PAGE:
Before you begin planting or before you add another plant, take time to really get to know the weather, light, and soil conditions of your site. When plants are paired with their desired growing conditions, they practically take care of themselves. Great landscapers plant low-water loving plants in quick-draining sandy soil. Bog plants are reserved for areas that are constantly moist.
Trees and shrubs have a big landscape presence that increases with time. Plant these long-lasting woody plants and enjoy decades of flowers, fragrance, and colorful foliage with minimal annual maintenance.
Great landscapes often start with a well thought-out plan. Sketch a simple plan of your property, including structures, existing trees and shrubs, and garden elements. Add outdoor living areas, pathways to access those areas, and other elements, such as a swing set or vegetable garden. Don't hesitate to include areas that you are not ready to install but would like to build in the future. The master plan will be essential in illustrating how your landscape will come together in time.
The beauty of landscaping with native plants is that the plants are most likely accustomed to the weather and soil conditions in your area. Be sure to site the plant in its preferred sun exposure and you're well on your way to a trouble-free plant that thrives year-after-year.
Focus on creating one or two key garden areas that offer impact, rather than placing multiple beds and borders in all corners of your property. A perennial-and-shrub border along your front walkway or near the front door of your home is always a good choice. The area immediately surrounding your porch, deck, or patio is also a great spot for landscaping. You're likely to visit these spaces often and enjoy the fruit of your labor.
Cluster plants with similar needs together. Clustering containers simplifies watering, plus it allows pots to shade one another, which reduces watering. You can acidify the soil more efficiently by grouping acid-loving plants.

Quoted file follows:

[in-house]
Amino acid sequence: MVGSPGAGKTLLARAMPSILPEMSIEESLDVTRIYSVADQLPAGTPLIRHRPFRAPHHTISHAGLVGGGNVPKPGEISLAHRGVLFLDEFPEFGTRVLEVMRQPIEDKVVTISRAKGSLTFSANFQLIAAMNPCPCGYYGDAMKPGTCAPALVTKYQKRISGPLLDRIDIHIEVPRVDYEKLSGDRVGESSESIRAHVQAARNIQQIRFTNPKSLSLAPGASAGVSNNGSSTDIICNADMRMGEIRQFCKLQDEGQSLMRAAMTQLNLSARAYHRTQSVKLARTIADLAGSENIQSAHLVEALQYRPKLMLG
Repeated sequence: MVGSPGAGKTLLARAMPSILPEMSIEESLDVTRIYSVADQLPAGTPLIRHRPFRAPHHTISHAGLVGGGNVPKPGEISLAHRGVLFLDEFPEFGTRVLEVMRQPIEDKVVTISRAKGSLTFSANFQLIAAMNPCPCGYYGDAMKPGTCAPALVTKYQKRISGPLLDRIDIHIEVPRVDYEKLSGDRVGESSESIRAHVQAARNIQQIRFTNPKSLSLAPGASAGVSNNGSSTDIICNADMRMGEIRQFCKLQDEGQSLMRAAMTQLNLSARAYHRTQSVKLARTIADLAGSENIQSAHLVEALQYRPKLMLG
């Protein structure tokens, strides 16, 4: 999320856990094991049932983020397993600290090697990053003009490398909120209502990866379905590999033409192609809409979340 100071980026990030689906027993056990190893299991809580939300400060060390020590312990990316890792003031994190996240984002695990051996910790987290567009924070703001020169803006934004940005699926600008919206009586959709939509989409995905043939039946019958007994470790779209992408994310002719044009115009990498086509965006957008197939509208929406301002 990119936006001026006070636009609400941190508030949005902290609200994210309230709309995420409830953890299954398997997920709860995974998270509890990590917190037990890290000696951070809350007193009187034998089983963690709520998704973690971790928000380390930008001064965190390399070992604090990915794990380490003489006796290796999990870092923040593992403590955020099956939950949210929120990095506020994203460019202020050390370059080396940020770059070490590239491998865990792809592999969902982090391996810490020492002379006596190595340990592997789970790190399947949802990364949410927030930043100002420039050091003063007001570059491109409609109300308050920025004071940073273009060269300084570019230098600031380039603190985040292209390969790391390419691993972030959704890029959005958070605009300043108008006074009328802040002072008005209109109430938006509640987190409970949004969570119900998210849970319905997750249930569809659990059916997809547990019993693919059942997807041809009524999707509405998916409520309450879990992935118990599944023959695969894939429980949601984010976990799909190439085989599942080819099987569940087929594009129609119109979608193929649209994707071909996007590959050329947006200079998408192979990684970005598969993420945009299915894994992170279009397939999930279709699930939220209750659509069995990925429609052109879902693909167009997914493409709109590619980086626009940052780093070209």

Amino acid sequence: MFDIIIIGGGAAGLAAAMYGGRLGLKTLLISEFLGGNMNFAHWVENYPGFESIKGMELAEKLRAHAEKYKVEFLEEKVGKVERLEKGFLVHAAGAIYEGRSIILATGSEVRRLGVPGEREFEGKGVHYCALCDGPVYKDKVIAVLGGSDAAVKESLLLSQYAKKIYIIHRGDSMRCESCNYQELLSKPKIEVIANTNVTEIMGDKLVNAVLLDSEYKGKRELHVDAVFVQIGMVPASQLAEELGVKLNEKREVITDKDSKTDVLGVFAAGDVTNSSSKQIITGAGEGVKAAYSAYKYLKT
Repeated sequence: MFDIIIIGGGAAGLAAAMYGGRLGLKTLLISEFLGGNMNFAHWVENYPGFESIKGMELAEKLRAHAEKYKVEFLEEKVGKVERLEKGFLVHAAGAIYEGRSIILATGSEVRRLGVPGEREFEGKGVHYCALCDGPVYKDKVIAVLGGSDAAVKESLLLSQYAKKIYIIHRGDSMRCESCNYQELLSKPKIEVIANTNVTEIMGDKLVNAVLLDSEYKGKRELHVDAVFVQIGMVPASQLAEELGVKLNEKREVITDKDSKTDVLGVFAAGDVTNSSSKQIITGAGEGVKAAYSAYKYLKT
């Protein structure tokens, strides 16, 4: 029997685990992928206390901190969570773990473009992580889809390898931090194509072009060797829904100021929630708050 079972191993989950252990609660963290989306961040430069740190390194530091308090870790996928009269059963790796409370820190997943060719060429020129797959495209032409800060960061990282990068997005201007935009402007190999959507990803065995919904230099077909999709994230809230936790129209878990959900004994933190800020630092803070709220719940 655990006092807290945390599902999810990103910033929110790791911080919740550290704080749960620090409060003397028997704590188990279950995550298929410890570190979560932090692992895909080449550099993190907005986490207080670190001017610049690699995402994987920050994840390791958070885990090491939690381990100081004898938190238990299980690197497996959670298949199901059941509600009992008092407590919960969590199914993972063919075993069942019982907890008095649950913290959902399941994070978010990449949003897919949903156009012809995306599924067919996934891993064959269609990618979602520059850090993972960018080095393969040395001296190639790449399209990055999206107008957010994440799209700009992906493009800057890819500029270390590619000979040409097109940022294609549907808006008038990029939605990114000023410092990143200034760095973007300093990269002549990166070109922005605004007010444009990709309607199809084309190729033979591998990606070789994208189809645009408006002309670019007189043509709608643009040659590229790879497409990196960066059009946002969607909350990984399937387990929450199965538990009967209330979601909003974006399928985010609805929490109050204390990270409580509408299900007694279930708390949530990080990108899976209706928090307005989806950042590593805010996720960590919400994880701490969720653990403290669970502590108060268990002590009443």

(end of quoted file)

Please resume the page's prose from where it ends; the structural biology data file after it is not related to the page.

Encircle shrub borders, perennial beds, vegetable gardens, and other planting spaces with a border. This might be as simple as a spaded edge that prevents grass from creeping into the garden. Or use stone or brick to create a lasting border. A defined bed edge plays two important roles in the landscape. It provides a clean finish for the planting area and it prevents grass and weeds from creeping into the garden.
A lush groundcover, such as easy-to-grow creeping sedum or shade-loving lamium, is a wonderful way to add color and texture below perennials and shrubs while preventing weed seeds from germinating in open soil. A 2- to 3-inch-thick layer of shredded wood mulch, cocoa hulls, or pine straw also will prevent excessive weed growth.
Plants grow—there's no way around it. Often they expand beyond their intended site. Regularly reign in trees and shrubs by pruning annually. The best time to prune flowering trees and shrubs is just after they bloom. Prune shade trees and evergreen in mid- to late spring.
Rich in valuable nutrients, compost is a great addition to any garden. Healthy soil yields healthy plants, and healthy plants are easy to care for. Search for quality compost through your local municipality or garden center.